One of the ongoing projects that we been discussing is the continual addition of displays in the Archive Room on the first floor of the gallery. Bob suggested that we add everything that is being displayed elsewhere in the gallery at present and in the future to this gallery to make a large collection of works inspired by the archive. Today, I got this process going by adding a display of Kathleen Garman’s handbag – I plan to rotate the contents of this case regularly in order to get as much of the archive on display as possible. Please remember, there are still some missing items from Kathleen’s handbag around Walsall and the surrounding area, so keep your eyes peeled! Go here for more info.
Finally, we welcomed a volunteer to the gallery last week, Jonathan, who is helping us enormously by transcribing some of the letters in the archive, which will be great for researchers, either in the gallery or online.
Great news about the Tea cup being returned. I think that was left quite far away. Do we have contacts for the returnees? I love this project.
I am concerned we might be wasting peoples time but somehow the whole process seems to echo the feeling of going through the Archive finding things ourselves; it’s very serendipitous and depends a lot on our attitudes as much as what more objectively is there.
Your find this week of the torn notes from Kathleen Garman’s calendar of the dates that Theo and Esther died are amazingly sad. These actual fragments of paper torn by their mother from a rolodex style calendar are easily enough to make you weep. They are the first step to the formation of a show in the archive devoted to those around Epstein who were perhaps the unwitting victims of his incredible single mindedness but also of the casual cruelty inflicted by parents on their children. Or perhaps it’s just that some young people need help and support to get through their twenties. This job of going through the Archive has made me think long and hard about parenthood. I have two children; I know I am guilty of not always being around for them, often because of commitments to do with art.
I really enjoyed our trip to the MLA so that I could get to grips with some of the issues surrounding archives. It was not as dry as I expected. The element of it that really interested me was when our teacher started telling us what to watch out for when letting people use archives. There were things I expected; people leaning on documents while eating sandwiches but what surprised me was that some people insert their own documents into archives. They do this to falsify history. Putting images of art works into catalogues to create a false provenance. I found this amusing because this is exactly what we are about to do in the Garman Ryan collection with our forgetful Lady Garman treasure hunt.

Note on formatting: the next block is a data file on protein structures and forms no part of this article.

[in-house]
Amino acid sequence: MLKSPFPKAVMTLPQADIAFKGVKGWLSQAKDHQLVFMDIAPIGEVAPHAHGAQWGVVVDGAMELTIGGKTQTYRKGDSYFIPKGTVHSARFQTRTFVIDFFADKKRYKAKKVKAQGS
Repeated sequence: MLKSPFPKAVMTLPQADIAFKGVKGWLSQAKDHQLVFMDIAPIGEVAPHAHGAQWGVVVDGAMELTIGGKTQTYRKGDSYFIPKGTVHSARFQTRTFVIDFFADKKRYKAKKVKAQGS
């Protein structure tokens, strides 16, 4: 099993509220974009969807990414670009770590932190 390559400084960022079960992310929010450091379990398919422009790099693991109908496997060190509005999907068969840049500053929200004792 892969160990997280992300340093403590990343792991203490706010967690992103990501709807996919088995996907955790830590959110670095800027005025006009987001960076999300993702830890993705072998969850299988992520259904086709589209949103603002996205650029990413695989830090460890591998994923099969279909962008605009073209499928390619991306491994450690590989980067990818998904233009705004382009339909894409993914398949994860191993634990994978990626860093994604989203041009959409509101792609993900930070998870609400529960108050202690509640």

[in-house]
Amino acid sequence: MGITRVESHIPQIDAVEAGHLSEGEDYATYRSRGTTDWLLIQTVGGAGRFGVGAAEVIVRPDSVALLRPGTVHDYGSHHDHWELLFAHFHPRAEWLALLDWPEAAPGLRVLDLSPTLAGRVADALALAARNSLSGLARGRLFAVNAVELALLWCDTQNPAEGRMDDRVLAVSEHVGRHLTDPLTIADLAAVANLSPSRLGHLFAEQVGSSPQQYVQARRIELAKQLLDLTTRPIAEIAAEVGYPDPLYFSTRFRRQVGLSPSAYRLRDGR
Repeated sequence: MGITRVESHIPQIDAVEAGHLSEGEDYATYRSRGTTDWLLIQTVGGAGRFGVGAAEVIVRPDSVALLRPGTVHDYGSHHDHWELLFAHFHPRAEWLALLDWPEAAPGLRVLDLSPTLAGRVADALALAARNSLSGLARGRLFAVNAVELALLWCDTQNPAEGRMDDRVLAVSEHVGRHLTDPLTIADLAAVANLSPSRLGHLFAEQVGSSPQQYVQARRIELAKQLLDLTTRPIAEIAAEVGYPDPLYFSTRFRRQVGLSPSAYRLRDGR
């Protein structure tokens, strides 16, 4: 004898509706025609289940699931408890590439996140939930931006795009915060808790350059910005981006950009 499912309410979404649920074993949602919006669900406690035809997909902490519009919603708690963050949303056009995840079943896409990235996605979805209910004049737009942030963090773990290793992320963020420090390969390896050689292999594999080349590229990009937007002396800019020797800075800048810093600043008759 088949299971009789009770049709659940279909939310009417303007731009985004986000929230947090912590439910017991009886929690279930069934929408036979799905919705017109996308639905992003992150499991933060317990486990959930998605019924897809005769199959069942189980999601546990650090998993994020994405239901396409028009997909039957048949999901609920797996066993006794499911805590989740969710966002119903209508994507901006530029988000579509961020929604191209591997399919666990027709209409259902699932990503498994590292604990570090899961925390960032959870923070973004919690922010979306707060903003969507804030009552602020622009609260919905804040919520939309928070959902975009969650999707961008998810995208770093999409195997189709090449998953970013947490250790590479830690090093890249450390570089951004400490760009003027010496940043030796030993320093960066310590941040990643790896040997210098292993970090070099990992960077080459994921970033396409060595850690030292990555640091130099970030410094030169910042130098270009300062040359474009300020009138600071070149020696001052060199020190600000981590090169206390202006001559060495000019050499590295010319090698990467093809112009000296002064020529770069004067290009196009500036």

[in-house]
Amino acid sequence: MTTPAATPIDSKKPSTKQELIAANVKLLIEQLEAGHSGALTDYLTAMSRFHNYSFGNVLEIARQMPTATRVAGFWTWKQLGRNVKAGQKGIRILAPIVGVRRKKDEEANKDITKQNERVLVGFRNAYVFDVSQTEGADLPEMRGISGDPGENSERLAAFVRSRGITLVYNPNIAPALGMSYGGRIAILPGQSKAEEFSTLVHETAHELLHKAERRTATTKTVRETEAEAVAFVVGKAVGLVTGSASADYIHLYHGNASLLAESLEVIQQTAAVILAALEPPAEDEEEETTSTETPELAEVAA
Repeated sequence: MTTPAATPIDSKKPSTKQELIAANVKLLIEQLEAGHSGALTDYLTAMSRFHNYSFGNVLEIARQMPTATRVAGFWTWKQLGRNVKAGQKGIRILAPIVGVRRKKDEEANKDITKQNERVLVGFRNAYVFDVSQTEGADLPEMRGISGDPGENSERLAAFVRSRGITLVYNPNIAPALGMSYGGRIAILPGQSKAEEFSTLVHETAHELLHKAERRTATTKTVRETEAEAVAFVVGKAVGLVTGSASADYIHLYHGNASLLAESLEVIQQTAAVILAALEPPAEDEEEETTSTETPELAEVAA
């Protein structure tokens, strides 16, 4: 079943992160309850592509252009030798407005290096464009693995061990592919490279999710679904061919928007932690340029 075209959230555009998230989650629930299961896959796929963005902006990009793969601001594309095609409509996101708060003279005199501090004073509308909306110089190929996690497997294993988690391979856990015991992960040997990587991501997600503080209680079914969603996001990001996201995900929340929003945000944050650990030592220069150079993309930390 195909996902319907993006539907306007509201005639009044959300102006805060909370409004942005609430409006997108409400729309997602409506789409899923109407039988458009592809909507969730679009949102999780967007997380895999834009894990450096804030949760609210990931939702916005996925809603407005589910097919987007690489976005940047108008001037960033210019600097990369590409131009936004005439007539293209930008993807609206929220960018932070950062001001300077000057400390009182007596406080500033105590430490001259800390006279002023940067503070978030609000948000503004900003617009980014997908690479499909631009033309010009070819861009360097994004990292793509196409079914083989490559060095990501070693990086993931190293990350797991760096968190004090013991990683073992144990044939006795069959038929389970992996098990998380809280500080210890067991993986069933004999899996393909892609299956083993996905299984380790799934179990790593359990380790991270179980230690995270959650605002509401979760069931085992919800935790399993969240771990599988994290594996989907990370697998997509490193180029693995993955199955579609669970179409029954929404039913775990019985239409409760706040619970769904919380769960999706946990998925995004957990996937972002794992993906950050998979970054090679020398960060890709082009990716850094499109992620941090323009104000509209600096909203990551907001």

There is no way of telling if Kathleen Garman, Lady Epstein, was forgetful but she was certainly concerned that she could lose her address book. Inspired by the phrase ‘please return to Lady Epstein’ in her address book, Neil and I have littered Walsall with the contents of a fictional Lady Epstein Handbag.
If you find one of these objects please return it to Lady Garman, care of The New Art Gallery Walsall, and in return we will give you a personal tour of the Garman Ryan Collection and you will receive a free gift from the museum. In addition your returned object will form part of the new Garman Ryan Bob and Roberta index in the collection to be shown with all the other returned items in 2010. Happy Hunting.
We also made a film skilfully shot and edited by Neil of me as Lady Epstein dropping items out of my handbag. This was obviously a playful and irreverent homage to Kathleen Garman. However when I wore the costume which we had hastily devised I felt an awesome responsibility inhabiting the role. How did she walk? What kind of presence did she have? As we rifle through the papers relating to Kathleen it becomes clear she was a complex and not immediately likeable person. The last chapter in Cressida Connolly’s carefully researched book concerning the deaths of her children Ester and Theo makes her seem austere and distant. What do you think Neil will we find anything in the Archive to rehabilitate her in the light of more modern approaches to parenting?